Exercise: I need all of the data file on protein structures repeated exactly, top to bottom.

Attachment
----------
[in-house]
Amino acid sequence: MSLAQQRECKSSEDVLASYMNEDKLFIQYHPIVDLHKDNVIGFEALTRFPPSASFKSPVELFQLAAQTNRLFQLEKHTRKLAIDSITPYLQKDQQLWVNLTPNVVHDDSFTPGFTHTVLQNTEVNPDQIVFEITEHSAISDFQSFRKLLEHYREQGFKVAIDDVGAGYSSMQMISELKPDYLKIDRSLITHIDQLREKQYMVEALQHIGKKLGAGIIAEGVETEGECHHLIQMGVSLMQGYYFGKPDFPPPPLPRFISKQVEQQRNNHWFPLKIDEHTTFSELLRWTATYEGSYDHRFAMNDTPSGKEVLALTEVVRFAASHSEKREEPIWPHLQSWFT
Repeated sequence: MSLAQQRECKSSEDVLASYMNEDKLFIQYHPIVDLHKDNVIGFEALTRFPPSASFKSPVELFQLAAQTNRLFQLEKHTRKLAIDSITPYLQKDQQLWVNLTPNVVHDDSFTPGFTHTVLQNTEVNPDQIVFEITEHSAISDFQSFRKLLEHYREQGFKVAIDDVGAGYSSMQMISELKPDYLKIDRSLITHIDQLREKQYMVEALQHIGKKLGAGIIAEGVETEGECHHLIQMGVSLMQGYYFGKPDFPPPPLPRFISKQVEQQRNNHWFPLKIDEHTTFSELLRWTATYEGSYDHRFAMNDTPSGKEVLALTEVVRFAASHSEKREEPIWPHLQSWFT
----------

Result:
[in-house]
Amino acid sequence: MSLAQQRECKSSEDVLASYMNEDKLFIQYHPIVDLHKDNVIGFEALTRFPPSASFKSPVELFQLAAQTNRLFQLEKHTRKLAIDSITPYLQKDQQLWVNLTPNVVHDDSFTPGFTHTVLQNTEVNPDQIVFEITEHSAISDFQSFRKLLEHYREQGFKVAIDDVGAGYSSMQMISELKPDYLKIDRSLITHIDQLREKQYMVEALQHIGKKLGAGIIAEGVETEGECHHLIQMGVSLMQGYYFGKPDFPPPPLPRFISKQVEQQRNNHWFPLKIDEHTTFSELLRWTATYEGSYDHRFAMNDTPSGKEVLALTEVVRFAASHSEKREEPIWPHLQSWFT
Repeated sequence: MSLAQQRECKSSEDVLASYMNEDKLFIQYHPIVDLHKDNVIGFEALTRFPPSASFKSPVELFQLAAQTNRLFQLEKHTRKLAIDSITPYLQKDQQLWVNLTPNVVHDDSFTPGFTHTVLQNTEVNPDQIVFEITEHSAISDFQSFRKLLEHYREQGFKVAIDDVGAGYSSMQMISELKPDYLKIDRSLITHIDQLREKQYMVEALQHIGKKLGAGIIAEGVETEGECHHLIQMGVSLMQGYYFGKPDFPPPPLPRFISKQVEQQRNNHWFPLKIDEHTTFSELLRWTATYEGSYDHRFAMNDTPSGKEVLALTEVVRFAASHSEKREEPIWPHLQSWFT